Don’t Shop, Adopt. The story of “Pebbles.”

"Pebbles" and I

When my husband Rich and I lost our beloved ‘first born’ rescue dog “Sarah” due to complications after she had brain surgery to remove a large tumor, the pain was so great that I thought I could never adopt another dog again.  It is probably hard for non-animal people to understand, but I compare the loss to the pain I felt when my father passed away.  While it was not exactly the same, pain is pain.  I view dogs as members of the family.  And Sarah was our first baby.

Rich was affected in a very similar way when Sarah passed.  But he really wanted to rescue another shelter dog.  He did not push the subject with me though, at least not immediately anyway.  He saw how much Sarah’s death affected me.

About three weeks after Sarah passed, Rich forwarded me a link from Petfinder.com.  It was from Great Lakes Golden Retriever Rescue (GLGRR).  The dog’s name was “Pebbles” and she instantly reminded us both of our dear Sarah.  Rich admitted that he was nervous to send me the link, as he did not want to make me sad.  But I was drawn to her immediately.

Pebbles was a strikingly beautiful red Golden Retriever.  Her story simply said she was a bit of a ‘Velcro girl,’ who clung to humans.  She sounded like a typical, sweet Golden!  By the time Rich got home from work that day, he had already printed and filled out an adoption application, “just in case” I changed my mind.  I was leery of jumping into adopting again so quickly, but Pebbles sounded like a perfect fit for us.  We have only two guidelines when searching for a dog: 1) it must be a rescue and 2) it must not be a puppy.  We want to help homeless adult dogs first and foremost.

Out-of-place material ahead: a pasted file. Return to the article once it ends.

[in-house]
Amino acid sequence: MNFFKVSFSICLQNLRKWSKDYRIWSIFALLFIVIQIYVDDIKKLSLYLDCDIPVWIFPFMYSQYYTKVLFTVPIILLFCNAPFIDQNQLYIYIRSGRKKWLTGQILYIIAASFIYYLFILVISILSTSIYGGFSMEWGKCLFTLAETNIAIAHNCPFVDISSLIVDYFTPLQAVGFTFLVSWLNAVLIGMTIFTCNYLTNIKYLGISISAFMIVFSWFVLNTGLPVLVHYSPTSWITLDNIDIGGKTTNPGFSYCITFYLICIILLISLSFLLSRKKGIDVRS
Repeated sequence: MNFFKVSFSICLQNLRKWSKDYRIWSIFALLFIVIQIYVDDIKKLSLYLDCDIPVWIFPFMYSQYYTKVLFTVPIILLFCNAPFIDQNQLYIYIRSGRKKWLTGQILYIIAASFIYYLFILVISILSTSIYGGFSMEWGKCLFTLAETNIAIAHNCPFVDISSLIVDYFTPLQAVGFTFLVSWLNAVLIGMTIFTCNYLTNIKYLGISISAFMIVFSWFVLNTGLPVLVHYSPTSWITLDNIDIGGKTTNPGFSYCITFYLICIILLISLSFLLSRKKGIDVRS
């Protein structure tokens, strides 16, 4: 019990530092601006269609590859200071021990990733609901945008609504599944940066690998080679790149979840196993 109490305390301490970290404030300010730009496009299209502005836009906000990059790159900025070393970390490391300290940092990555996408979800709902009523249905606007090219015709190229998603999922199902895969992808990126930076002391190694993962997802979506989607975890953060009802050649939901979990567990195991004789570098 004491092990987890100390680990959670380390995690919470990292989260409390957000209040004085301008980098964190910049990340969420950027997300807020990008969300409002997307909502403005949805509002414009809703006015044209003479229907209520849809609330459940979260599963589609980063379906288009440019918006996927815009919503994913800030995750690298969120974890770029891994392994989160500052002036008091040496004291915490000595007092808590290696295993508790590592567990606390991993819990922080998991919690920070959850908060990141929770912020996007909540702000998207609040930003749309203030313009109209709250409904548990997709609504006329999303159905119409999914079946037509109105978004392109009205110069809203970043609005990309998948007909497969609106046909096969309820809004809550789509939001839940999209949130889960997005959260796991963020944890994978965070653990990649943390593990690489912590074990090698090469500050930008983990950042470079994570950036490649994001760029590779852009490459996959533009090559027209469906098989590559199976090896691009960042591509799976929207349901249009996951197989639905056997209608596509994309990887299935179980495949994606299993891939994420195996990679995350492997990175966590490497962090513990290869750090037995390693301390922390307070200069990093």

So we quickly turned in our application to GLGRR.  We then had a great phone interview with a wonderful volunteer named Moreen.  She understood the healing power a new dog could have on people who recently loss a beloved dog.  We instantly bonded.

Moreen told us the full story about Pebbles and how she came to GLGRR.  Poor Pebbles had been with a not-so-responsible breeder.  She had only two pups in her last litter and was no longer profitable to her breeder.  This was likely due to the fact that she was also severely malnourished!  We thought, ‘How could someone do that to a harmless creature?’

Someone came to see one of Pebbles’ pups and ended up asking about her instead.  The breeder’s response was simply that the Good Samaritan could have her.  According to the breeder, she was going to be taken to the pound anyway!  So the Good Samaritan took Pebbles home and nursed her back to health.  But sadly, that person fell on hard economic times had to surrender Pebbles to GLGRR.  Needless to say, Pebbles had been through a lot in a short period of time.  We knew we had to save her.

Rich and I prayed we would be approved to be Pebbles’ forever family.  After talking to Pebbles’ foster family next, we very happily received the news that we could adopt her!  It was a very smooth and easy process.